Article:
It’s true that trial-heat general election polls this far from November of 2020 aren’t terribly reliable in terms of vote share, but the negative gap between Trump’s popularity and the percentage of voters who want him reelected could be meaningful.
Trump’s path to victory probably entails him either improving his approval rating so that it’s in the mid-to-high 40s as opposed to the mid-to-low 40s, or running ahead of his approval by capturing a small but significant number of voters who don’t approve of him. But if Trump is actually losing a small number of voters who approve of his job performance, he may have a very hard time cobbling together another Electoral College majority.
It’s worth repeating that a general improvement in Trump’s job-approval rating appears unlikely; his level of popularity has been amazingly stable over time, and seems relatively impervious to anything he says or does — or to objective conditions in the country. Looking at the FiveThirtyEight averages (which usefully adjust results for pollster quality and partisan bias), Trump’s average approval rating since March 1 has narrowly oscillated between a high of 42.9 percent and a low of 41.1 percent. Right now, after weeks of yelling and screaming by and about Trump in the wake of his racist attacks on members of Congress, it stands at 42.5 percent. If you prefer RealClearPolitics’ unadjusted and unweighted averages (which are generally a bit higher, mostly thanks to the clearly inflated Rasmussen numbers released each day), his approval ratings since March 1 have varied from a high of 45.1 percent to a low of 42.2 percent, and currently stand at 43.9 percent. There’s just not much sign of anything dynamic happening, and it’s not like general perceptions of this universally known and powerfully repellent or attractive (depending on your perceptions) personality changing as his presidential term chugs along its steadily noisy track.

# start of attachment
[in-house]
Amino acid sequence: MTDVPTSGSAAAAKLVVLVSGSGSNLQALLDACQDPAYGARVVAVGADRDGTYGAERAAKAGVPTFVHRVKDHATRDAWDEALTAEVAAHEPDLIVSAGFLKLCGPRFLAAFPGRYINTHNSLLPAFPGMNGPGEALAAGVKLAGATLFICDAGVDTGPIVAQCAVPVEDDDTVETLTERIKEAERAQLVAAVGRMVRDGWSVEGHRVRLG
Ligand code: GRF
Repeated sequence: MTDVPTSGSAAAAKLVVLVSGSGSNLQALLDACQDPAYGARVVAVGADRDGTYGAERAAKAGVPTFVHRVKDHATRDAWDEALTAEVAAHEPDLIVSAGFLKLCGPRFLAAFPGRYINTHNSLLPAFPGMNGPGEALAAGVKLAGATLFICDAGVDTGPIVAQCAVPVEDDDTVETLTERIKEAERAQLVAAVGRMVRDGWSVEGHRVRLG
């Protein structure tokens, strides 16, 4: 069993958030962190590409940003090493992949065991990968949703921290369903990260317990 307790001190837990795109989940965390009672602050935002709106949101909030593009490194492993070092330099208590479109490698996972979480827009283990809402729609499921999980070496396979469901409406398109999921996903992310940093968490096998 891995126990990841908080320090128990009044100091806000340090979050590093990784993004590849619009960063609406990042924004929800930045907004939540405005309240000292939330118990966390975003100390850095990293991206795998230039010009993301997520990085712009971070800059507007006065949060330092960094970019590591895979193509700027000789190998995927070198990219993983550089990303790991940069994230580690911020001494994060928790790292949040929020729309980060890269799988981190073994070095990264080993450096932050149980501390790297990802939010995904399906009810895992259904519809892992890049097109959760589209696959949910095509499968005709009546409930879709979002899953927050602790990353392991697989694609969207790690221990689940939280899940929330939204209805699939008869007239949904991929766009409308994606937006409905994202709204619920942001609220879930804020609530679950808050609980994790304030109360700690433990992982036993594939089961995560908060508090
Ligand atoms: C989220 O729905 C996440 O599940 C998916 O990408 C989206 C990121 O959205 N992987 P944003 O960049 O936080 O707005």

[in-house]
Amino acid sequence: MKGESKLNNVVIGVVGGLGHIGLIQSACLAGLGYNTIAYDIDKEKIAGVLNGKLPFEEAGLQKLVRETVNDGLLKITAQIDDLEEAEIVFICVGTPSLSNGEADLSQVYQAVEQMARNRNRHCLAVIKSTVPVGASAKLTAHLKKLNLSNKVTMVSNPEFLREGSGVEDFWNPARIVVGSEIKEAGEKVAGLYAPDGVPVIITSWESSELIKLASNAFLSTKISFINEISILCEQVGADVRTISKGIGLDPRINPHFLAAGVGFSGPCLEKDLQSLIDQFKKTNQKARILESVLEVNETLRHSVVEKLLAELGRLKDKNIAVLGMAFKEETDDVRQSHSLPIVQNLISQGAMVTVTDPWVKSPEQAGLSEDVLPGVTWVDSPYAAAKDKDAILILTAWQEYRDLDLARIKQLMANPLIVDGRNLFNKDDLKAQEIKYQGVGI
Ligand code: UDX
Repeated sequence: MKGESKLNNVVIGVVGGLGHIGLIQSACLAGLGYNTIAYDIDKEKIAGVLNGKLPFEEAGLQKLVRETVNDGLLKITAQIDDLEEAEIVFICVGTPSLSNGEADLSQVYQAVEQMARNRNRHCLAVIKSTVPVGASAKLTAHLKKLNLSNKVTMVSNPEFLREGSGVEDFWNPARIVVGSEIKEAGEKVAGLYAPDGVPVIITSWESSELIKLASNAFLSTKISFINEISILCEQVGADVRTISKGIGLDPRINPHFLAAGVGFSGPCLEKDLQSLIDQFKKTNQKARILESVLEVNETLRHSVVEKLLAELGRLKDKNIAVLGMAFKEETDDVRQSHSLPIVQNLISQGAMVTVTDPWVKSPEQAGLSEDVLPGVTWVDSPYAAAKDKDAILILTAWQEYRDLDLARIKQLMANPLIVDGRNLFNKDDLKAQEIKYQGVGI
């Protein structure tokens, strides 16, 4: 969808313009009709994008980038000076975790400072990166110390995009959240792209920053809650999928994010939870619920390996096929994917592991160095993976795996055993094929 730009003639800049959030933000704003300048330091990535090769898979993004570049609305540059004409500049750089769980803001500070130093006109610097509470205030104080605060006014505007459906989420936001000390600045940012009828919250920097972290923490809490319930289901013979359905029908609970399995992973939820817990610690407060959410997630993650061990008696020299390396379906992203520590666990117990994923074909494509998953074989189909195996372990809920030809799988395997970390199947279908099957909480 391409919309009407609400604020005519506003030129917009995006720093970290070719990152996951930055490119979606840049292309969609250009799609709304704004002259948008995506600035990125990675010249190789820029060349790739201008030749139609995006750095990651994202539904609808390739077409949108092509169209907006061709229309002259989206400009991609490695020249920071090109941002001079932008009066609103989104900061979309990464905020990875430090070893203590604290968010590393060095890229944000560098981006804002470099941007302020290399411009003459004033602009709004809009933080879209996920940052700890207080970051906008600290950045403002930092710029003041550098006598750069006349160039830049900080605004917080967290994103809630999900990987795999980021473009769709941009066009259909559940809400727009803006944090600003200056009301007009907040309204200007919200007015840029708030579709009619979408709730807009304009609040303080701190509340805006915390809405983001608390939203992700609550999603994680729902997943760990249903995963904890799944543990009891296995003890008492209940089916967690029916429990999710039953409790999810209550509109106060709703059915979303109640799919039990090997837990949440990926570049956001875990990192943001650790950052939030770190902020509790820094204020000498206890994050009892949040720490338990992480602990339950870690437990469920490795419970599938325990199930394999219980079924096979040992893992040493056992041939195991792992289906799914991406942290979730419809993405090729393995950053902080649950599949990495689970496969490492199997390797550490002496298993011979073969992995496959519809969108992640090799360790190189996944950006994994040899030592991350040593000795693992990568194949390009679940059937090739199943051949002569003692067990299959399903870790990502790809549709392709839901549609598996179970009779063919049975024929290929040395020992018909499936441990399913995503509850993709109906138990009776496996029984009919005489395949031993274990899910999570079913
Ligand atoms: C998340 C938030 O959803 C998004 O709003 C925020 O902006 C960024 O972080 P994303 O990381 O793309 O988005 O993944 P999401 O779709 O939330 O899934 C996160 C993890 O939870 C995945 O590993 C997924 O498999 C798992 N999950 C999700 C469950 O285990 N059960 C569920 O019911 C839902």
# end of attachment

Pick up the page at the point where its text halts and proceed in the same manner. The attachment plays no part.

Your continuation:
Again, the X factor in comparing Trump’s likely vote in 2016 and in 2020 is incumbency, which we tend to think of as an asset even when it’s not. If there is any incumbency advantage, it’s likely baked right into Trump’s approval ratings. As Kondik points out, the relationship between presidential approval and reelection-year vote share is strong. Among presidents winning reelection, Obama exceeded his election-eve approval rating by one point in 2012 (as did Reagan in 1984), and George W. Bush exceeded his by two points in 2004. The only recent president who exceeded his approval ratings in vote share by more than two points was Poppy Bush in 1992, and he got beaten like a drum.
It’s worth thinking about this, too: For all the talk about Trump’s boffo economy, overall public assessments of the direction of the country remain sour. According to RealClearPolitics averages, the right track/wrong track ratio is currently at 38/57. An unpopular president leading an unhappy country could still get reelected, but the widespread, 2016-based belief that Trump is on some clear trajectory to a second term is mostly superstition.